Developer Jay Gross is currently involved in a nasty fight with Petworth residents, reports WAMU, over what Gross says is a conspiracy to keep him from renovating three rowhouses located on Grant Circle.
The fight has already prompted several heated exchanges between residents and the developer, and recently culminated into a $25 million lawsuit filed by the developer.
Now, Gross may soon have to fight a war on a different front.
Gross has of late drawn the ire of Commissioner Patrick Flynn, who serves on Columbia Heights ANC 1A.
Flynn says his problem with Gross started when he tried in June to obtain a copy of the developer’s plans to renovate two homes on Kenyon Street NW on concerns that the property’s maximum lot occupancy requirements would not be adhered to.
“Without knowledge of [the] lawsuit I recently asked Mr. Gross for a copy of his plans to redevelop ,” Flynn wrote to Borderstan in an e-mail.
“Given all the illegal construction that has taken place in my neighborhood,” Flynn said, “I think I am fully within my rights, and fulfilling my duties, to request to see copies of the plans and permits for any property or development in my single member district.”
Though Gross responded to Flynn’s request, he did not include a copy of his plans. Instead, Gross attached a scanned building permit and asked a question of his own.
“Would you mind telling me why the ANC is interested in the lot occupancy for this project since it’s not an issue you all are usually involved with?” asked Gross.
Flynn has also asked the zoning administrator and the director at the DCRA for a copy of the plans, but has not received them. “Again,” said Flynn. “I received no plans, just delays, despite repeated follow ups.”
Flynn said he will look at the plans even if it means finding the time as an unpaid elected official to obtain them in person.
“It’s a shame that it’s come to this,” Flynn added. “I certainly hope that DCRA hasn’t been spooked by the lawsuit and that is why they still haven’t produced the plans for me and my constituents.”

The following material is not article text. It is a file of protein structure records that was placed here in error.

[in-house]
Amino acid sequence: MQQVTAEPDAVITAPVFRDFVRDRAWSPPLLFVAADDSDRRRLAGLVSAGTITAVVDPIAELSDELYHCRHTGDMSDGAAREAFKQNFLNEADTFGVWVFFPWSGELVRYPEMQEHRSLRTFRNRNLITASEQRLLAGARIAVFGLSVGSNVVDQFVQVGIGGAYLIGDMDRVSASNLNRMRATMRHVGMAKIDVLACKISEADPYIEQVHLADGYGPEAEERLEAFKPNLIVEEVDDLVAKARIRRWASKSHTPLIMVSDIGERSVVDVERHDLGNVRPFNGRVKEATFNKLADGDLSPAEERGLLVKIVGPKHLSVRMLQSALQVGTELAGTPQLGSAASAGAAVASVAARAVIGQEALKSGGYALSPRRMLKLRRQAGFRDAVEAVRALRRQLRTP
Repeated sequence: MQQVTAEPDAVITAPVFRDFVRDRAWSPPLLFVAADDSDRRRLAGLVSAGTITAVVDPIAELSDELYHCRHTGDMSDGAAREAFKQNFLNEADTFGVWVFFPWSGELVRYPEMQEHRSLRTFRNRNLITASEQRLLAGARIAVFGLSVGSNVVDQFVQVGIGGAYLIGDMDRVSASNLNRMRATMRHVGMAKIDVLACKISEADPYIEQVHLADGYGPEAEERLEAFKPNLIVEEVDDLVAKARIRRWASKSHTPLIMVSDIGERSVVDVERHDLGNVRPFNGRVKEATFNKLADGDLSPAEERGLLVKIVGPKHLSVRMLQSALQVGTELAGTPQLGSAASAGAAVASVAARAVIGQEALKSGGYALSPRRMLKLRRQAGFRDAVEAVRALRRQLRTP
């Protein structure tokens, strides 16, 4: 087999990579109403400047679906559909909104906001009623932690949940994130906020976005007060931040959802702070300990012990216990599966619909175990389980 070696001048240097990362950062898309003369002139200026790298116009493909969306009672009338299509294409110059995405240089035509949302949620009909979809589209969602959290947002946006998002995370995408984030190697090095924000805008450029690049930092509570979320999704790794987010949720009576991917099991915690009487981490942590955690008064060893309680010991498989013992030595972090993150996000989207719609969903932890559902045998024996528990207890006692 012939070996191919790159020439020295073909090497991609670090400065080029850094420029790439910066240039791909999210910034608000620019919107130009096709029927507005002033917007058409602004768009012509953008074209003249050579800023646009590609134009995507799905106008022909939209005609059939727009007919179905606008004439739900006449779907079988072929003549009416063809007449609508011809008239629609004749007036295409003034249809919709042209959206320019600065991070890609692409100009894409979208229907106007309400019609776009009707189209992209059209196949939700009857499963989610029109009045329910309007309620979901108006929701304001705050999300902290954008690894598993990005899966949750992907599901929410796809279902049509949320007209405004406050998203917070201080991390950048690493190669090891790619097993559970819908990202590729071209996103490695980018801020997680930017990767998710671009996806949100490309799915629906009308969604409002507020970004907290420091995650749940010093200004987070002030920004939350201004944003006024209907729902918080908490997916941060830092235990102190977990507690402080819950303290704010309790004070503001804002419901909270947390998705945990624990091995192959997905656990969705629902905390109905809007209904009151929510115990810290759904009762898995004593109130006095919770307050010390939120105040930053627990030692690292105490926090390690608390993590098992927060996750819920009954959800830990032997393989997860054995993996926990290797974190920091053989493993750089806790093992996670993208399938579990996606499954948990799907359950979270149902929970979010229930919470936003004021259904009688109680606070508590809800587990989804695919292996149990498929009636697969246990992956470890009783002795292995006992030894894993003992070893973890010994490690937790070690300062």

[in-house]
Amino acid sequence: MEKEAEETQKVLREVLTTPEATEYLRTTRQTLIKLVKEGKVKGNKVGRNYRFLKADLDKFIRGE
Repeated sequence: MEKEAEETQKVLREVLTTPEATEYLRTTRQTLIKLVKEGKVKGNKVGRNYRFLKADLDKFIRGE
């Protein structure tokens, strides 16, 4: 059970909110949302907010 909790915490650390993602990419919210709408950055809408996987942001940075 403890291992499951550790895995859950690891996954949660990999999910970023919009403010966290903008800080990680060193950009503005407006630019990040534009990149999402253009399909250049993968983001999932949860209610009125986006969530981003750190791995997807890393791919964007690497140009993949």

Flynn continued: “Private property is a sacred and constitutional right, and I understand that. But I also know I was doing my part in protecting the public trust against illegal construction.
“The public has a right to know that what is being built is within the code and the letter of the law,” Flynn said. “If it is in fact in the minority of construction that is built within the letter of the law, then it should be left alone.”
“If the developer doesn’t answer and the city doesn’t answer, who is watching out for us?” said Flynn.
Both the DCRA and Jay Gross were contacted by e-mail shortly before this story was published.
DCRA spokesperson Matt Orlins told Borderstan by phone that, although he had no comment on the matter, he would look into the case for Flynn.
Roger Simmons, a lawyer who represents Gross, said in a letter and e-mail sent to Flynn this evening that he was unaware the commissioner was “harboring ill-feelings toward [Gross] personally and the developments on which he works.”
The letter continues: “In contrast to [Flynn’s] public statements, Mr. Gross has always been prompt and transparent with [Flynn], and [he] has not had any bad experiences with [Gross] or his company. Further, Mr. Gross has worked promptly and continuously with the neighbors at his project on Kenyon, and knows they have appreciated his responsiveness and thoroughness in responding to them and addressing any concerns that have come up.”
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